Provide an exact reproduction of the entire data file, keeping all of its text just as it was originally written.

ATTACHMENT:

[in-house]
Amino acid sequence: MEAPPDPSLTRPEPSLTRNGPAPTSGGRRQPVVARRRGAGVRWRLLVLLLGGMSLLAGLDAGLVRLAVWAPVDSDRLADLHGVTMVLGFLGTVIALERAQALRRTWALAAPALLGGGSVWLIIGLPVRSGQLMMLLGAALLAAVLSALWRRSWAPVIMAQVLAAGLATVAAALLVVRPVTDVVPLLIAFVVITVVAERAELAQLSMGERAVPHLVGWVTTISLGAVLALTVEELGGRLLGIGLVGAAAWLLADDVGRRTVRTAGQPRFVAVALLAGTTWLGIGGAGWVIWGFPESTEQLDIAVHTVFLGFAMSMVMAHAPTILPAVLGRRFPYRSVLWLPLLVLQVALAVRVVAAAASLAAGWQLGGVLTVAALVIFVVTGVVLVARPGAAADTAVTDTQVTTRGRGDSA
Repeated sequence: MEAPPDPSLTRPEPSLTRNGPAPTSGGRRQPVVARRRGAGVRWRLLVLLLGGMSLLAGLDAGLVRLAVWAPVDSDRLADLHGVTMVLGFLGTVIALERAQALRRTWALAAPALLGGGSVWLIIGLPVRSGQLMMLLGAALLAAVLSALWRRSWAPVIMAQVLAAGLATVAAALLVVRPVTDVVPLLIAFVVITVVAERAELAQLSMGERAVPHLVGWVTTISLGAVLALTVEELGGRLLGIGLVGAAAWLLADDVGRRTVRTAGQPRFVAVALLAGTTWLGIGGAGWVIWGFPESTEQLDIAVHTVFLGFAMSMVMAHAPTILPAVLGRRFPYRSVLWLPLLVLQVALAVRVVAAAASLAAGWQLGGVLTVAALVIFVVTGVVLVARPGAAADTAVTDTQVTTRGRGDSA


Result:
[in-house]
Amino acid sequence: MEAPPDPSLTRPEPSLTRNGPAPTSGGRRQPVVARRRGAGVRWRLLVLLLGGMSLLAGLDAGLVRLAVWAPVDSDRLADLHGVTMVLGFLGTVIALERAQALRRTWALAAPALLGGGSVWLIIGLPVRSGQLMMLLGAALLAAVLSALWRRSWAPVIMAQVLAAGLATVAAALLVVRPVTDVVPLLIAFVVITVVAERAELAQLSMGERAVPHLVGWVTTISLGAVLALTVEELGGRLLGIGLVGAAAWLLADDVGRRTVRTAGQPRFVAVALLAGTTWLGIGGAGWVIWGFPESTEQLDIAVHTVFLGFAMSMVMAHAPTILPAVLGRRFPYRSVLWLPLLVLQVALAVRVVAAAASLAAGWQLGGVLTVAALVIFVVTGVVLVARPGAAADTAVTDTQVTTRGRGDSA
Repeated sequence: MEAPPDPSLTRPEPSLTRNGPAPTSGGRRQPVVARRRGAGVRWRLLVLLLGGMSLLAGLDAGLVRLAVWAPVDSDRLADLHGVTMVLGFLGTVIALERAQALRRTWALAAPALLGGGSVWLIIGLPVRSGQLMMLLGAALLAAVLSALWRRSWAPVIMAQVLAAGLATVAAALLVVRPVTDVVPLLIAFVVITVVAERAELAQLSMGERAVPHLVGWVTTISLGAVLALTVEELGGRLLGIGLVGAAAWLLADDVGRRTVRTAGQPRFVAVALLAGTTWLGIGGAGWVIWGFPESTEQLDIAVHTVFLGFAMSMVMAHAPTILPAVLGRRFPYRSVLWLPLLVLQVALAVRVVAAAASLAAGWQLGGVLTVAALVIFVVTGVVLVARPGAAADTAVTDTQVTTRGRGDSA